Green is director of the National Human Genome Research Institute in Bethesda and was on the front line of the Human Genome Project from 1990 until scientists successfully determined the sequence of the roughly 3 billion chemical bases that make up human DNA in 2003.
Nine years after the successful sequencing of the human genome, what do you think about the way genomics has shaped science and medicine around the world?
What you've seen accomplished over the past nine years is spectacular. That first time we sequenced a human genome, it cost about $1 billion. Now, we can do it for less than $10,000. Meanwhile, we've used the past nine years to begin establishing what those 3 billion letters really mean.
What do you think the future holds for genomics?
People are using genomics for many things -- from agriculture to ancestry to medicine. ... As one example, we very much think genomics will be used to understand the molecular basis of cancer, including its diagnosis and eventually its treatment.
Did you have any idea the magnitude of what you were working on when you first got involved in the Human Genome Project?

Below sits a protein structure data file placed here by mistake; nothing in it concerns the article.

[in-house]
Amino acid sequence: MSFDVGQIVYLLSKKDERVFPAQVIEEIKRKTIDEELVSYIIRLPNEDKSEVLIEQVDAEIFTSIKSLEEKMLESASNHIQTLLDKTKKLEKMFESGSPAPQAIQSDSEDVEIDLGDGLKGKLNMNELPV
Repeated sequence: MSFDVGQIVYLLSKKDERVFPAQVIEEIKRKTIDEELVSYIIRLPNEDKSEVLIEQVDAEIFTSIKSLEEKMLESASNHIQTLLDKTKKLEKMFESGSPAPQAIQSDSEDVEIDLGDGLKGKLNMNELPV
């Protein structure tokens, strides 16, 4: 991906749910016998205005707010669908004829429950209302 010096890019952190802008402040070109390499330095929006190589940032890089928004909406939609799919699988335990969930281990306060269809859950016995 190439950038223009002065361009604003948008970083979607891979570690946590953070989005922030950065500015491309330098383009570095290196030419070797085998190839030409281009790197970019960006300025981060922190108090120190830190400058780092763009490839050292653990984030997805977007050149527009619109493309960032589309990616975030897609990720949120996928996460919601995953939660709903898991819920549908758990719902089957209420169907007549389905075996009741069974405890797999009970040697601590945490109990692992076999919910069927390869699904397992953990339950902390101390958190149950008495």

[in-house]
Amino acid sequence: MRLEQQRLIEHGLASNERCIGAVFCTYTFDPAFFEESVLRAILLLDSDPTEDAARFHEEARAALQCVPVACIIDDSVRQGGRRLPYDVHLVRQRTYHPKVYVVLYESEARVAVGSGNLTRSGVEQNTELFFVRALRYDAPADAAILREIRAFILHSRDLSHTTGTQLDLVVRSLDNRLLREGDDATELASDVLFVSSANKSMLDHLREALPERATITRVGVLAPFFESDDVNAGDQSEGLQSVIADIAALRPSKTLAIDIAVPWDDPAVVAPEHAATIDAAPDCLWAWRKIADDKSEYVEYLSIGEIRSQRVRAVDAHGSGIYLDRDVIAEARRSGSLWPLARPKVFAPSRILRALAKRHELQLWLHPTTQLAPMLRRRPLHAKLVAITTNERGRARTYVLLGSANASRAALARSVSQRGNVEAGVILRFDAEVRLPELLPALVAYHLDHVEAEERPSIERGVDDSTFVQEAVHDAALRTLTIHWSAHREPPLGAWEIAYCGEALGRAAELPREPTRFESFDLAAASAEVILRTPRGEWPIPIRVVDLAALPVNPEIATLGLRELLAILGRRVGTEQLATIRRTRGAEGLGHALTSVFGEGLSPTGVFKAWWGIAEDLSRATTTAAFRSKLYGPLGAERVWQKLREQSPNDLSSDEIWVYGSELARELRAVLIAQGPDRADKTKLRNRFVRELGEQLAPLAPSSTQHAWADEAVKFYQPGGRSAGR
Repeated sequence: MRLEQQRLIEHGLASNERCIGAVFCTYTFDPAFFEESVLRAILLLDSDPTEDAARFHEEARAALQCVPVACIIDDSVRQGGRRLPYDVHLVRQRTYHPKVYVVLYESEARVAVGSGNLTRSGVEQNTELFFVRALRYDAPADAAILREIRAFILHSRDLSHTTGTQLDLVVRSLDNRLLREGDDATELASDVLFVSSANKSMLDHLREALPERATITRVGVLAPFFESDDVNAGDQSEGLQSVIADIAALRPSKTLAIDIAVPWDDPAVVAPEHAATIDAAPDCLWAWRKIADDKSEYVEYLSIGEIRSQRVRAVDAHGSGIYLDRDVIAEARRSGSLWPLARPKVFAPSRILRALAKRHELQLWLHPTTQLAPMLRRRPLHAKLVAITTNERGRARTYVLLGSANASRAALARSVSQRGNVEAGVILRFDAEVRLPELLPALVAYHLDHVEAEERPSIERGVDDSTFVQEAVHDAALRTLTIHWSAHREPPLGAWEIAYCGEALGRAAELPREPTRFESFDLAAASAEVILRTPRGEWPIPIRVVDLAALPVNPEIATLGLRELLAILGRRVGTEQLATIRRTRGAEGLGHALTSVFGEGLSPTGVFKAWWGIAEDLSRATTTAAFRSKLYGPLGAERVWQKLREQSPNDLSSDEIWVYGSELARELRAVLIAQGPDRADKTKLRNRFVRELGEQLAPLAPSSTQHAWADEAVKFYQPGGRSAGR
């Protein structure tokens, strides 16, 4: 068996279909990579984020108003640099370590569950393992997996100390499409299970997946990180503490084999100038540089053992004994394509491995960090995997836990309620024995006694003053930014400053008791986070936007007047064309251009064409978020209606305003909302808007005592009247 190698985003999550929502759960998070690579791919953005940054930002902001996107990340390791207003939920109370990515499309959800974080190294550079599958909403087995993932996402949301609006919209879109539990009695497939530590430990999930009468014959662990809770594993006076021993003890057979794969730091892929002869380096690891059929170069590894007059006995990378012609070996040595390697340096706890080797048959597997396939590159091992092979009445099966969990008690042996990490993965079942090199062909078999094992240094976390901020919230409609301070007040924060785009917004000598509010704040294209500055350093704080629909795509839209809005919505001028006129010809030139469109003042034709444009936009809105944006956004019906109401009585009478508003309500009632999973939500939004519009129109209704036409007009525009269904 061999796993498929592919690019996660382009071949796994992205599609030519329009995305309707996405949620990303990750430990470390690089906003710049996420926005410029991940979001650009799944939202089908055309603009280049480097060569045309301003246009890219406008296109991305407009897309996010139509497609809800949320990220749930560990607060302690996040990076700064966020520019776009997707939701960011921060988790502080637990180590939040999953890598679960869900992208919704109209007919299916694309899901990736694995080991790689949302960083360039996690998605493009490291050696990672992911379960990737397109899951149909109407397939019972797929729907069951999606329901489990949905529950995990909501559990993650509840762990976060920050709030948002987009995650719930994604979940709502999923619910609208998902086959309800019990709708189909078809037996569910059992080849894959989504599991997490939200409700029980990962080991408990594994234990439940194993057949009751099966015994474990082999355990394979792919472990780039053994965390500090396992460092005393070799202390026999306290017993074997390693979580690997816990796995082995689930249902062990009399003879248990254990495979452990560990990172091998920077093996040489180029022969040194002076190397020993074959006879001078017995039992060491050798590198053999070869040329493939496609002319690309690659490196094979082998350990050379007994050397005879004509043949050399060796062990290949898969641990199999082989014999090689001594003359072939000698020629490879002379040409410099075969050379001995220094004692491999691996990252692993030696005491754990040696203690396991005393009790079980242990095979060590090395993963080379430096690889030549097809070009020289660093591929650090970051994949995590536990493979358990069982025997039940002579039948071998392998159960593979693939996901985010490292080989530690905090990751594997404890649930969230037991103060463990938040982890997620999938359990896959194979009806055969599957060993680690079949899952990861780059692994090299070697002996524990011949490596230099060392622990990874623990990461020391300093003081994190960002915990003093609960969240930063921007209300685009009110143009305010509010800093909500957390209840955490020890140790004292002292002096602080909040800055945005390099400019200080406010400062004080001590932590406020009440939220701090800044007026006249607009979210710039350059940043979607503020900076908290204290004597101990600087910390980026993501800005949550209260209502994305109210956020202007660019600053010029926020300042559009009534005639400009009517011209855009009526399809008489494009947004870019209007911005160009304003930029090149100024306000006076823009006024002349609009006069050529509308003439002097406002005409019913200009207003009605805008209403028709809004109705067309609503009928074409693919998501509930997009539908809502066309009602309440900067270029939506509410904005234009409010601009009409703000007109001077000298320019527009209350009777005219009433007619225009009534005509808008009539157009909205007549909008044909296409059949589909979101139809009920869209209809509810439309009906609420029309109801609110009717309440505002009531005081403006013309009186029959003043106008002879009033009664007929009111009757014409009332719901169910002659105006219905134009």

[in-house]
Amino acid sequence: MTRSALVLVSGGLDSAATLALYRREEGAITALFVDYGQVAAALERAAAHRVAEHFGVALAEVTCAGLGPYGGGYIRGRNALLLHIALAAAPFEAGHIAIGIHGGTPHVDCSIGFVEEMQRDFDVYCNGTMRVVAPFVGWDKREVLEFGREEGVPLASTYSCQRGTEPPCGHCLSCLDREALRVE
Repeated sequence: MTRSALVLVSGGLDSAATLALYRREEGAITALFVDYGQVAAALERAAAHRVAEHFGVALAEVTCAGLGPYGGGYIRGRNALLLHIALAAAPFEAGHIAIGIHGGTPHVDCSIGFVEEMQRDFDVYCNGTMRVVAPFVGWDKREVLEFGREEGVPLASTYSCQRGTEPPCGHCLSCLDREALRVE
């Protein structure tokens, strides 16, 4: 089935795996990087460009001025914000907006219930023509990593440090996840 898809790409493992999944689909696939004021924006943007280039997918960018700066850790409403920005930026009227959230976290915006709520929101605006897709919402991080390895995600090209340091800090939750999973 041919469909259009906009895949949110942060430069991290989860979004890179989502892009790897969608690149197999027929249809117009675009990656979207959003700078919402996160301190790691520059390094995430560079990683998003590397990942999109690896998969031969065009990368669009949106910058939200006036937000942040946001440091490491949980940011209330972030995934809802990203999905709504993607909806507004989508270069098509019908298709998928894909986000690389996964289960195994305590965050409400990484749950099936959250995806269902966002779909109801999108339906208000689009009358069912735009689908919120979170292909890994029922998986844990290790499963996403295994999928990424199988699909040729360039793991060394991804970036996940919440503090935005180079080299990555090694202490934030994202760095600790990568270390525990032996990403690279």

I don't think any of us could have predicted we would be as far along as we are now. But that doesn't mean there's not a lot further to go on this journey. ... I was drawn in a magnetic way to this field, but couldn't then predict the path I was going to journey through.
What do you think about the human genome exhibit expected to open at the Smithsonian's National Museum of Natural History next year?
We think genomics will be increasingly relevant to people. The human genome captures people's imagination, and we think the Smithsonian is a great place to showcase some of the most exciting science that's going on, especially science that relates to people's lives.
- Jacob Demmit